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Reviving the Bhikkhuni Sangha in Indonesia: an Interview with Ayya Santini

Sisters of Wisma Kusalayani. Image courtesy of the author

In 2000, Ven. Bhikkhuni Santini Theri, better known as Ayya Santini, became the first modern woman to be ordained in the Theravada Buddhist tradition in Indonesia. Now the abbess of Wisma Kusalayani, a women’s hermitage in Bandung, West Java, Ayya Santini represents a new wave of female Theravada monastics ordained in Asia, and has devoted much of her life to reviving the bhikkhuni sangha in her home country.

Born in West Java, Ayya Santini took her first vows at age 25, and after a decade of Buddhist study and practice, received full ordination in Taiwan. She returned to Indonesia to live, practice, and teach. Because the lineage of female monasticism did not survive into the modern era, Ayya Santini has sometimes been labeled an “illegal bhikkhuni,” but Ayya Santini maintains an enduring belief that women have the right to full ordination. As she observed in a Dhamma talk: “I do not want to risk this wonderful opportunity of being born as a human being, I want to make the best of it. I strongly believe that every being has a right to choose their life. My life should be determined by me, because I live my life and I die my death . . . I don’t want to waste my time and my life by waiting on the opinions of others. I must make the best use of my life by doing things that are important and meaningful.”

Ayya Santini has since been invited to participate as a preceptor at ordination ceremonies in Australia, and teaches the Dhamma from her home monastery in Indonesia as well as abroad. The United Nations named her one of 2007’s “Outstanding Women in Buddhism” for her work in reviving the bhikkhuni sangha.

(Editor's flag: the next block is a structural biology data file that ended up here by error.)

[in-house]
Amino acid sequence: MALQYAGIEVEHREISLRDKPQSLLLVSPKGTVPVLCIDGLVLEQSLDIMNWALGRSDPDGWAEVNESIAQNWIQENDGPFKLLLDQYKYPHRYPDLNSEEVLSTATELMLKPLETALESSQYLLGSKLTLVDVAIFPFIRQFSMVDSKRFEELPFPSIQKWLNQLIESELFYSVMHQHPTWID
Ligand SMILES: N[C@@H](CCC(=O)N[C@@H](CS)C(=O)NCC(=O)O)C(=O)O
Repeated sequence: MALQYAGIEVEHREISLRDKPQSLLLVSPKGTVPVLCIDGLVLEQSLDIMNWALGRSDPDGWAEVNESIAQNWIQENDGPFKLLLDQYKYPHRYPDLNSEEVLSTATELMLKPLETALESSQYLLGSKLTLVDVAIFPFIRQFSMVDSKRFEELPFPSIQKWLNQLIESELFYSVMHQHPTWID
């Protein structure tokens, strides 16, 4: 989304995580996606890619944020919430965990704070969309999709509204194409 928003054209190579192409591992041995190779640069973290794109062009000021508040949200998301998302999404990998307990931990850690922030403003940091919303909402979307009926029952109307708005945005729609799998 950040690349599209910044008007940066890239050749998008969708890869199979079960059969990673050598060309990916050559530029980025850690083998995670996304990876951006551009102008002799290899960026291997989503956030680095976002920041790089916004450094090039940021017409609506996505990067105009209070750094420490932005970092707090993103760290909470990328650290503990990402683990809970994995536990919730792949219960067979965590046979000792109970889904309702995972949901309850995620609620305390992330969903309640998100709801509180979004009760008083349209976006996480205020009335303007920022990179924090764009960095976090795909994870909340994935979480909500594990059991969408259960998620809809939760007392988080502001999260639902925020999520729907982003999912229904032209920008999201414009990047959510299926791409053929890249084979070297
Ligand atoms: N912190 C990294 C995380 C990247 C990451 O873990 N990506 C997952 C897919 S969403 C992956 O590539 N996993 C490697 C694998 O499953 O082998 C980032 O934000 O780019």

Ayya Santini. Image courtesy of the author

Buddhistdoor Global: When did you decide to become a nun? Why did you decide to take vows?

Ayya Santini: When I was around seven years old, I saw a bhikkhu who was giving a Dhamma talk. At that time, young as I was, I knew something: that this kind of life would suit me.

At the age of 25, I felt the time had come to live a samana life. But long before that I had been told that it was impossible to be ordained as a Theravada bhikkhuni because the bhikkhuni sangha was extinct. Believing that information, I decided to live as an anagarika* for several years. However, in 1999, my mind opened up after learning that chapter 10 of the Cullavagga** reads: “Tatthagatha allowed monks to give ordination to a woman to become a bhikkhuni.” With this in mind, three Dhamma friends and I decided to take vows as bhikkhunis, and on 15 April 2000 we received full ordination.

BDG: What is the Theravada Buddhist community like in Indonesia?

AS: The Theravada community here has developed quite well, both in terms of quantity and quality. Interest in meditation has also increased in the last 10 years.

After ordination, we established Perbhiktin.*** Since then, two organizations have been administering all the Theravada bhikkhunis in Indonesia: Perbhiktin and Majelis Buddhayana Indonesia.****

Ayya Santini collecting alms from lay Buddhists. Image courtesy of the author

BDG: Before you ordained in 2000, there were no living bhikkhunis in Indonesia. Why did you want to receive full ordination? What difficulties did you face?

AS: That was the situation before 2000. I wanted to receive full bhikkhuni ordination because I came to the realization that there were legal grounds for the bhikkhuni ordination process. Life is a matter of choice and I had the right to choose a life as a bhikkhuni in search of liberation, to become free from samsara through what the Buddha taught, showed, and achieved. We all know that the Buddha established the four pillars: the bhikkhu sangha, the bhikkhuni sangha, upasakas, and upasikas,***** but until then only three pillars were available. As a Buddhist, I had no doubt that we had a duty to uplift one of those four, which had disappeared for more than 1,000 years. Yes the bhikkhuni sangha had disappeared, but we Buddhist women could and should revive it! I strongly believe that what happened in April 2000 will inspire other women to take the spiritual life, as taught by the Buddha.